art in the woods, art in the city

the view from the painting studios at Haystack Mountain School of Craft

So, after a torturous two weeks without reliable internet connection, I have finally emerged from the woods to return to what really matters, Blogging to no-one about the mundane things that I see and do. If you sense a note of sarcasm there (read it again, it’s there) it is because, in fact, two weeks at Haystack Mountain School of craft and a few days at my parents house in Maine is actually the opposite of torturous. it is, in reality, exactly the vacation that I needed.

For those of you that have never attended Haystack, take this as a warning: For your own good, find a way to get there. This was my second time, the first was on a work study scholarship and this time I was assisting a steam bending workshop taught by the fantastic Mitch Ryerson of Boston. a full photo album covering the class can be seen here, but here are a few highlights…

central stair case: classic

the rocks and crazy clouds

Nate and Micah putting salt in the kiln

a late night steambox sesh

geeking out: here is our steaming settup. I like the pvc one with the wallpaper steamer

Dave brought a pink bike. Jodie rides it around the deck

Jodie made this cool bent sculpture using comealongs and a team of mules

one of many firetimes

Steves bench: it's more for sitting than laying

Anyway, Haystack is a really great environment to work and just be in. In my case, it was the perfect follow-up to completing my MFA (all but that pesky paper). These two environments are essentially extreme opposites but somehow manage to similarly aid in artistic growth. After three years in the academic side of making, craft camp is like culture shock. Places like Haystack allow and encourage a kind of experimentation that I don’t think can exist in the academic setting. Not because experimentation is discouraged, but because the stakes are higher. In graduate school, and this is a good thing, we are constantly questioned on our decisions. This is how we grow there: we are trained, through discussion and criticism, to consider every aspect and it’s consequences for work. I have thrived on this type of environment, but it is interesting to go back, immediately afterwards, to a place in which making and playing and exploring is enough… for everyone. loving to work is a given, that’s why people go there. they paint the rocks, throw pots, blacksmith swirly things, and generally do whatever they want, but with a passion that rivals most graduate students. This is vacation from having to worry about the importance of what you are making. I went to learn how to steam bend and I did. then I made three bent over sawhorses. then I gave them away. I don’t consider them strong work but studies made in a setting that encourages study. I think this environment can be equally helpfully in forming an artist. We all need this kind of time to step back and remember that we love making things and have more than one track.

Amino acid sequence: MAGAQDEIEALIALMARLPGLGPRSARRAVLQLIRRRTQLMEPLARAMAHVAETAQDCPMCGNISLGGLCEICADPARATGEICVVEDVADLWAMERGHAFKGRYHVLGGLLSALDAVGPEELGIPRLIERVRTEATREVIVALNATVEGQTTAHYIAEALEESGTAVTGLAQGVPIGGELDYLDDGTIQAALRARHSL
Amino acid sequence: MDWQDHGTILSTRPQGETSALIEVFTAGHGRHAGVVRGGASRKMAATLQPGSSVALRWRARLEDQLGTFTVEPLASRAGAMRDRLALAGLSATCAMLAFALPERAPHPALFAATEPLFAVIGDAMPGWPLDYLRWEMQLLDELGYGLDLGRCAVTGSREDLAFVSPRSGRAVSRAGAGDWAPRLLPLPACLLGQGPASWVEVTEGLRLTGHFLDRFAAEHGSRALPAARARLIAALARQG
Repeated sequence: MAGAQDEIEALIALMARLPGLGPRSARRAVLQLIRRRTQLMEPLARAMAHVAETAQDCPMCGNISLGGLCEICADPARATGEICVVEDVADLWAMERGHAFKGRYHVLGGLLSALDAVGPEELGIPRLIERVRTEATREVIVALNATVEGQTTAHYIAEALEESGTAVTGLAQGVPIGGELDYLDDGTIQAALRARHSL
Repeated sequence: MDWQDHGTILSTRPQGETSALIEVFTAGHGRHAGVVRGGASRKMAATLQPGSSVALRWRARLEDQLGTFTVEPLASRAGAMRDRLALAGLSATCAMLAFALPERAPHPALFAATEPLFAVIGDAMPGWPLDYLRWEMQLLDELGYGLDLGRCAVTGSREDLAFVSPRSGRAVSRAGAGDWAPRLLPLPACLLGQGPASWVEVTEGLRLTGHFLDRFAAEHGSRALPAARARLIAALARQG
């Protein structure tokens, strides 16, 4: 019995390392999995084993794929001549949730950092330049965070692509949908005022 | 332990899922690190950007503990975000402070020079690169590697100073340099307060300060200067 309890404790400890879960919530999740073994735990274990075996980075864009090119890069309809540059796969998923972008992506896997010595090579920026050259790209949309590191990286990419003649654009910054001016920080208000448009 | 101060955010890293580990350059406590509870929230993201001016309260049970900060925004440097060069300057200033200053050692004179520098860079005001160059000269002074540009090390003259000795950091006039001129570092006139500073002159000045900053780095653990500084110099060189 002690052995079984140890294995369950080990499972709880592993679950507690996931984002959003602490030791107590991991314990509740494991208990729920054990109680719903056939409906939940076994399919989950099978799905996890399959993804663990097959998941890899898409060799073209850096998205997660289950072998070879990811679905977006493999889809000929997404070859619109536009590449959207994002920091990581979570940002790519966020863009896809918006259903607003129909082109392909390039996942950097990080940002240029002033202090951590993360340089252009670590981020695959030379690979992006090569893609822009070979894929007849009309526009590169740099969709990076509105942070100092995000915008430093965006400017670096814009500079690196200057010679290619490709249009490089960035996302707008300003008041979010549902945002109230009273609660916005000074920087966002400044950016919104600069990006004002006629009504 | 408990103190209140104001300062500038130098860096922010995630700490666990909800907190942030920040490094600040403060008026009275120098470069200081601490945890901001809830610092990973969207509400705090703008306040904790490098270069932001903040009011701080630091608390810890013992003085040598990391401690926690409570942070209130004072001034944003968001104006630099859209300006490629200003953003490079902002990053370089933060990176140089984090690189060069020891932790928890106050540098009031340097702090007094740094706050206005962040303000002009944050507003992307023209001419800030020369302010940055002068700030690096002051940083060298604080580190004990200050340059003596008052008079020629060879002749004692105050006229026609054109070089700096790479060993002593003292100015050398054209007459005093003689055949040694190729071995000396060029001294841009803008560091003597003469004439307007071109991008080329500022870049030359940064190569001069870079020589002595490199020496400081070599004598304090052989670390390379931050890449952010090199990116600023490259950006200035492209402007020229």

I realized the other day that Haystack has actually framed my graduate school experience… or maybe book-ended it. I went there with my friend Amelia in 2007 and returned intent on going to graduate school (after a great session with Eck Follen). I applied, got in, and did my time (it was amazing), and topped it off by returning to Haystack. It is the perfect place for this. like a pause for reflection on where I am at. Ellen, the assistant director asked me before I left if I would be interested in returning for future sessions to tech the wood shop. I can’t really imagine a better occasional job.

now, back to reality. in the next few weeks, I intend to write my thesis. This would seem less daunting if my summer were not completely packed. Funny, none of my responsibilities disappeared while I was playing in the woods. But, I can’t complain, a lot of my upcoming work involves showing my stuff and that is really satisfying. which brings me to the shameless plug portion of today’s post…

First: this Saturday, I am in a show of sketchbooks and notebooks at National University’s “214 a” gallery in La Mesa. This should be an interesting show. it features 20 artists from NYC and 20 from San Diego. I have never considered myself a drawer but I think the sketchbooks give a fun insight to my work and process.here is the flyer for the show…

Next up is a month long exhibition at Art Produce in North Park. This is going to open on July 9th in conjunction with Ray at night. I will be showing two works from my thesis exhibition as well as one repurposed part of the show that will be a surprise… to me also. The following week, date and time TBA, I will be doing a presentation and slideshow there talking about my thesis body of work and “You are Here” exhibition. I see this a great opportunity to sort of extend the life and audience of a show that was decidedly short lived as the MFA shows often are, and a chance to get more feedback and insights on the work as I move forward. come check it out…

on that note, I have to go to day two of the Americans for the Arts conference downtown. I will of course be blogging on that after it ends. I like to keep up the suspense. here is a teaser though from yesterdays sessions…

Tim Hawkinson: boy genius

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